Salt-N-Pepa Explain How Their '90s Jam 'Shoop' Became Deadpool's Anthem

·Senior Correspondent, Yahoo Entertainment
image

Sandra Denton and Cheryl James of rap group Salt-N-Pepa on Feb. 8 (Dimitrios Kambouris/Getty Images)

The link between Deadpool and Salt-N-Pepa is real and extends beyond any mere soundtrack. The First Ladies of Hip-Hop turned up at a New York Fan event for the superhero film in February (where they video-bombed star Ryan Reynolds’s interview with ET Canada). They also helped the actor celebrate his Best Comedic Performance win at this weekend’s MTV Movie Awards, and this Monday afternoon, even hosted a panel for the movie’s upcoming Blu-ray release on May 10. “We’re kind of stalking Ryan,” Salt joked shortly afterwards.

Stalking or not, it’s been a fruitful relationship for both parties. The film’s use of the seminal rap group’s single “Shoop” provides a perfect backdrop for the pop culture-loving antihero’s shenanigans, and in turn, the 1993 hit has enjoyed renewed popularity and sales.

During the panel, Reynolds and director Tim Miller credited Deadpool executive producer Aditya Sood for first thinking of “Shoop” as the track that would spring the Merc with a Mouth into action as he raps along to the track while sitting on a highway overpass in one of the film’s opening sequences. SnP members Cheryl “Salt” James, Sandra “Pepa” Denton, and Deidra “DJ Spinderella” Roper gave Yahoo Movies their side of the story during an exclusive sit-down.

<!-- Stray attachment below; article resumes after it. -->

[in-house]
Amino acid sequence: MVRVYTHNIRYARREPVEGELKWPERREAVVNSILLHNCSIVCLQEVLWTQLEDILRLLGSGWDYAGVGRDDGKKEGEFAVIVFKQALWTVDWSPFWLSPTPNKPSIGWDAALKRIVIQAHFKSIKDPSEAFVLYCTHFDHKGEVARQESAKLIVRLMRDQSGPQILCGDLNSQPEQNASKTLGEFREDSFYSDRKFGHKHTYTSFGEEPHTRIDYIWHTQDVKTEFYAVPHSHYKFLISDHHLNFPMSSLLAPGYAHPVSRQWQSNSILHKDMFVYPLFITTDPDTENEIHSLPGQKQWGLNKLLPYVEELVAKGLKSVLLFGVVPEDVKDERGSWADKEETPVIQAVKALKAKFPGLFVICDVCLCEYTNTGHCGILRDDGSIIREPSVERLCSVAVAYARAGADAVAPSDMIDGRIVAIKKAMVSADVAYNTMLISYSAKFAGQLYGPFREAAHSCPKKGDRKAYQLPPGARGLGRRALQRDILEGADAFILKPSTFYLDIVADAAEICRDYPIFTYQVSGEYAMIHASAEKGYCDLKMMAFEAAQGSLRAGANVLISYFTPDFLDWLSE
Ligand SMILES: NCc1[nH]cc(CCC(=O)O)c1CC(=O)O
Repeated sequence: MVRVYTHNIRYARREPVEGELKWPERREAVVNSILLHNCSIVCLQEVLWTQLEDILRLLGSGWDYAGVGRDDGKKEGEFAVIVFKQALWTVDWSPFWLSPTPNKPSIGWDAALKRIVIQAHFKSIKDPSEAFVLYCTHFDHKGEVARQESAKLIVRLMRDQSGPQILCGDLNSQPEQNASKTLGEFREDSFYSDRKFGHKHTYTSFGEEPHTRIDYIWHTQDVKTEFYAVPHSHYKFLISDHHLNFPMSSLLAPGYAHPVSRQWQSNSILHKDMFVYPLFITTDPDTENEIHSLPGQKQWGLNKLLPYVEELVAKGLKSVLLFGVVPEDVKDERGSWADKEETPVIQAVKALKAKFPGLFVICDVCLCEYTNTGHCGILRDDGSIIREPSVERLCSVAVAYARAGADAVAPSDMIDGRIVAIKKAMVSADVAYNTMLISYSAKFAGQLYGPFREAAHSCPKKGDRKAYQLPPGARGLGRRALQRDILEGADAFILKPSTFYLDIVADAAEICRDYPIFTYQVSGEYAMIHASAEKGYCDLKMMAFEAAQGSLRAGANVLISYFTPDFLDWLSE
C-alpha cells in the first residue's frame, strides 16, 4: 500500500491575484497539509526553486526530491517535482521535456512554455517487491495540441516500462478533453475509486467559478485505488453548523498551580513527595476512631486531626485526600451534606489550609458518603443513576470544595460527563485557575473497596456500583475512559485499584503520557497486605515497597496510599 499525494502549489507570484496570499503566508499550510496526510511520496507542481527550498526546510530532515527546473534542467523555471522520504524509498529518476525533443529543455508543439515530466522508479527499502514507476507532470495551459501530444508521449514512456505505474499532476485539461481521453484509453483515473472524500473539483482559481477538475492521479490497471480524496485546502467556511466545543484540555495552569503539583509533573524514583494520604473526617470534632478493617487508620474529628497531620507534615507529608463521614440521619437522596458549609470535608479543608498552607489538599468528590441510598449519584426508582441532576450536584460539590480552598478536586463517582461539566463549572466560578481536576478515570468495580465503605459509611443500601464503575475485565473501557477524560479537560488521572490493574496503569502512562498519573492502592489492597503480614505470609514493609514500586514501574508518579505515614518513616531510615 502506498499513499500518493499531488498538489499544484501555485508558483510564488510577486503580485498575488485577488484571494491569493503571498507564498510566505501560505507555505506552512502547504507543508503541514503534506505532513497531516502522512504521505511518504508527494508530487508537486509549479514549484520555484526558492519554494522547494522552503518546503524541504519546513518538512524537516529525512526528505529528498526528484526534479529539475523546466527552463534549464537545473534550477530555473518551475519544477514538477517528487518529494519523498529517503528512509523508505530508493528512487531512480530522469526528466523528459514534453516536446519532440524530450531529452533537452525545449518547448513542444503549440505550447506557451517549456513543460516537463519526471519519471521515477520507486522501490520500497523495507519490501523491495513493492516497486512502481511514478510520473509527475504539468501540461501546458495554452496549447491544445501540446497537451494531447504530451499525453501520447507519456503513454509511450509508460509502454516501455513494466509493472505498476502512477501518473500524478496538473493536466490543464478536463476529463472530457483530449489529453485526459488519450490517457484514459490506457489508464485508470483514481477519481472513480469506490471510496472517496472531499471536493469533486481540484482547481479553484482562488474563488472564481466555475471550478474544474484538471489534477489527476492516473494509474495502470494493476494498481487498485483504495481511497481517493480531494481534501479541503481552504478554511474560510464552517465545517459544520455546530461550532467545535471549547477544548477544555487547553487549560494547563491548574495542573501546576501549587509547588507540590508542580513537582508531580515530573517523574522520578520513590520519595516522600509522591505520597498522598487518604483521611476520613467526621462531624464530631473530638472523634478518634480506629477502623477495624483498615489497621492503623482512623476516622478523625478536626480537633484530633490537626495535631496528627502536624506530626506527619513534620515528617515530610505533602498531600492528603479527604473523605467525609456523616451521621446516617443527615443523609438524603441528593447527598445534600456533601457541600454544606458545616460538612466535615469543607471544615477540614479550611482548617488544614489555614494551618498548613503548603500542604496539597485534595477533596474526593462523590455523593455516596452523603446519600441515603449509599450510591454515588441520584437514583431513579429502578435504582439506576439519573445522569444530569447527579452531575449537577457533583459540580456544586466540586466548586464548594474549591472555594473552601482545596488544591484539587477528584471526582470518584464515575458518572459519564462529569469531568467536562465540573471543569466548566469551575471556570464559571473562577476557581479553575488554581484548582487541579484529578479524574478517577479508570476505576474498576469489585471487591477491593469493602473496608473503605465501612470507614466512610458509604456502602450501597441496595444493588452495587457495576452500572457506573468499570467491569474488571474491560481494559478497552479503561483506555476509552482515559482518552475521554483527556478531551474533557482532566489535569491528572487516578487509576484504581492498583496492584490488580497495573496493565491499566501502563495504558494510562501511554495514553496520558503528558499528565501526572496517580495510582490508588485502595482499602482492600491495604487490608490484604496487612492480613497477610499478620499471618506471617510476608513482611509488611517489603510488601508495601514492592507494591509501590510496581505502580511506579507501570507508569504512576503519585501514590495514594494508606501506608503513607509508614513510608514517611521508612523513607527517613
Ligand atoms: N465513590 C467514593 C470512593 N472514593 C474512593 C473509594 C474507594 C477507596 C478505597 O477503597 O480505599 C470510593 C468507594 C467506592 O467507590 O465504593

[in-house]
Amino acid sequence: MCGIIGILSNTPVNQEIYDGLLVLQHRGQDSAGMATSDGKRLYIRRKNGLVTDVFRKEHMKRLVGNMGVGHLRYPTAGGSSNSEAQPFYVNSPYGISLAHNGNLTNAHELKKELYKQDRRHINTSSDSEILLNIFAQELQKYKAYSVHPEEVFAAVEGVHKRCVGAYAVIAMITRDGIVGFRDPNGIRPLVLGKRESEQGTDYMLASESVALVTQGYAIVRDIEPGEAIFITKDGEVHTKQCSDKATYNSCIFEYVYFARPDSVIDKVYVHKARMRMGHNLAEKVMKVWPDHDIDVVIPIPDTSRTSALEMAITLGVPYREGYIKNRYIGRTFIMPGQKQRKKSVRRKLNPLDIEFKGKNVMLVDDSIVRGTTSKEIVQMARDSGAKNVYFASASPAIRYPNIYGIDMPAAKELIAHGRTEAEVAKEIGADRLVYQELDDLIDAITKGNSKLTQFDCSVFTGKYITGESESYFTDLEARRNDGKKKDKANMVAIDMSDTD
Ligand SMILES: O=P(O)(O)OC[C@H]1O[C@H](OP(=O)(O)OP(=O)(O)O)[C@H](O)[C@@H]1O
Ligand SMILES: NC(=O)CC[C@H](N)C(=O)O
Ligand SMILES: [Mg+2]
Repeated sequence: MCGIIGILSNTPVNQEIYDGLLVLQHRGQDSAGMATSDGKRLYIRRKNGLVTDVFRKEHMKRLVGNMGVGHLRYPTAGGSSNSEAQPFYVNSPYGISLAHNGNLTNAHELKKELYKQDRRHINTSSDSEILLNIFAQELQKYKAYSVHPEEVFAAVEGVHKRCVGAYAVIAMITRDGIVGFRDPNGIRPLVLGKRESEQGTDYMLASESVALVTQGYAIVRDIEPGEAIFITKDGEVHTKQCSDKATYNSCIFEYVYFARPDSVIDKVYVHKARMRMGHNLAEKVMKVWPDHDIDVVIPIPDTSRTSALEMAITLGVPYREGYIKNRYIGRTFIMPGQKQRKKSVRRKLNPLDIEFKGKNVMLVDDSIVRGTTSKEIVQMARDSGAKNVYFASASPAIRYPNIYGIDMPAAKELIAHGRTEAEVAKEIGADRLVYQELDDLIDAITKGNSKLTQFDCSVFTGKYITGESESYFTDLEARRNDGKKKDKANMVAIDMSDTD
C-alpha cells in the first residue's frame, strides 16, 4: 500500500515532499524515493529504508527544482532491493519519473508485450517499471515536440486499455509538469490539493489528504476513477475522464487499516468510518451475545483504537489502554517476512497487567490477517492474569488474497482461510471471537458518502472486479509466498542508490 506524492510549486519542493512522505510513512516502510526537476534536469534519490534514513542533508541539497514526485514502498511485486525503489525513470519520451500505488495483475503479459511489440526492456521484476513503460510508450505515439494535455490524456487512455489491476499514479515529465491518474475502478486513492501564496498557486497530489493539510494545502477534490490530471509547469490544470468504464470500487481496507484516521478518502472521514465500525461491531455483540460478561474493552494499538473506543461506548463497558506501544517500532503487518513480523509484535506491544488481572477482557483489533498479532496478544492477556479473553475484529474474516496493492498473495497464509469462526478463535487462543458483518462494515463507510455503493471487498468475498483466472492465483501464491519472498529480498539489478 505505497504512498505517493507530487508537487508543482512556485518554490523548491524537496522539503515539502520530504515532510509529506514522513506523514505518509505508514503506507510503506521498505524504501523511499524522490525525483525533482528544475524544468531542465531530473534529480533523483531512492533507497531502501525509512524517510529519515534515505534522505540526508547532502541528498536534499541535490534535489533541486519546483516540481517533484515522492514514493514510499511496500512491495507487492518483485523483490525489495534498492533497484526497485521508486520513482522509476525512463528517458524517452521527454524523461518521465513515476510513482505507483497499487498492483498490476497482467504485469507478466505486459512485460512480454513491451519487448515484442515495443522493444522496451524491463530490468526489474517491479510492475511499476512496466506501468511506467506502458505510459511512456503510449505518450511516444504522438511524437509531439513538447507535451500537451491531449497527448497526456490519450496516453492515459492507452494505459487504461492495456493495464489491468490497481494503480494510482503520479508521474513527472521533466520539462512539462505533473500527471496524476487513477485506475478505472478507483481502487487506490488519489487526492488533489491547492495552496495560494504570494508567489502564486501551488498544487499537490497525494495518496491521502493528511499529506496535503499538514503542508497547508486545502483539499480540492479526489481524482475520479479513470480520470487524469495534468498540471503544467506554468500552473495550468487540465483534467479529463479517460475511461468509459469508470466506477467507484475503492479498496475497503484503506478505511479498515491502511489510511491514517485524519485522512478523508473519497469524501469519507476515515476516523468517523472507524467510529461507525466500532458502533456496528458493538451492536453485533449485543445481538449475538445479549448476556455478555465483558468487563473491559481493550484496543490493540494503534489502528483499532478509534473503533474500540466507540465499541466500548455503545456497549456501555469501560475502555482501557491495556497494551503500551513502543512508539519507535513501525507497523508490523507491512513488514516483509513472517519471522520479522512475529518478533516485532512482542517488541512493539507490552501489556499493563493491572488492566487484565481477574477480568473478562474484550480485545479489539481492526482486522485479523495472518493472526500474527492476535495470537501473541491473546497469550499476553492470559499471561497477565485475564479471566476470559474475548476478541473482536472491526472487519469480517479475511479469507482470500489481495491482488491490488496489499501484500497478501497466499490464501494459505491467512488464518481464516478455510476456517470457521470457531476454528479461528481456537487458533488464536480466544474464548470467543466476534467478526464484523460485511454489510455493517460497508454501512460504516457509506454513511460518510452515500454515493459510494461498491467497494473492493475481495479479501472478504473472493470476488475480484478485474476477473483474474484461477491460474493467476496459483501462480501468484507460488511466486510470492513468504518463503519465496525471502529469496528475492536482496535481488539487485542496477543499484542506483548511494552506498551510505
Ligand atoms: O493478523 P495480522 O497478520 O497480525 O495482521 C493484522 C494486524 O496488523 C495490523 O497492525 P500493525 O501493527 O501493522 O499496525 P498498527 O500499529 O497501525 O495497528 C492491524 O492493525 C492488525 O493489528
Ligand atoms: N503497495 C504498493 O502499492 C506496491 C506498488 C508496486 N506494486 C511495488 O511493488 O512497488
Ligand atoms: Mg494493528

Watch Salt-N-Pepa perform at the MTV Movie Awards:

Fox’s request to use the song came through the representative who administers the group’s publishing rights, like any other licensing ask would, the group explained. But there was a delay with the agreement. “I had no idea that it was such a big deal,” Salt said, “and Pep called me and she was like, ‘Oh my God, They want 'Shoop’ in Deadpool, and somebody’s holding it up!” “I went crazy, I was pissed!,” said the group’s biggest superhero fan, Pepa.

It was a longer process than usual, but ultimately the song was cleared — and it gave the rappers some serious cred with their children. “I had no idea it was that huge until the trailer came out, and I showed it to my [16-year-old] son,” Salt recalled. “And he almost passed out. When he saw Ryan on the bridge singing 'Shoop,’ he couldn’t believe it. He was speechless. He was like, 'Mom, you don’t understand how huge this is.’” Pepa and Spinderella had similar experiences with their own kids.

The song’s placement in the hit film, which opened to a record-breaking $132 million and went on to gross a staggering $358 million in the U.S. ($756 million globally) also gave the 23-year-old song new life on the music charts. Soon after the film’s release, the single shot up to No. 19 on Billboard’s R&B/Hip-Hop digital downloads. The group said they’ve also noticed younger fans turning up at their live shows. Before it was primarily '60s, '70s, and '80s babies. “Now '90s babies are coming to our concerts, and they actually know the music,” Salt said.

Watch the ‘Deadpool’ trailer with a snippet of “Shoop:”

And the Deadpool-Salt-N-Pepa connection could soldier on. “If we’re lucky enough to have an opportunity for a sequel, Deadpool’s gonna fight Salt-N-Pepa in the sequel,” Reynolds quipped. Salt-N-Pepa is game. “They made a commitment,” Salt laughed later.

Even if Salt-N-Pepa doesn’t actually get onscreen action in Deadpool 2, there are plenty more jams from their catalog to explore. “Whatta Man,” which will be featured in this summer’s Dwayne Johnson-Kevin Hart buddy comedy Central Intelligence, could work. There’s the timeless classic “Push It.” And considering Wade Wilson has such a filthy mouth, “Let’s Talk About Sex” would be pretty apropos as well.

Or they could write a new original track for it. “It’d be called 'Stalking Deadpool,’ Pepa said, laughing. "There you go.”

Related: 'Deadpool’ Screenwriters Go Deep: X-Men Choices, De-powering Copycat, and All Those Sex Jokes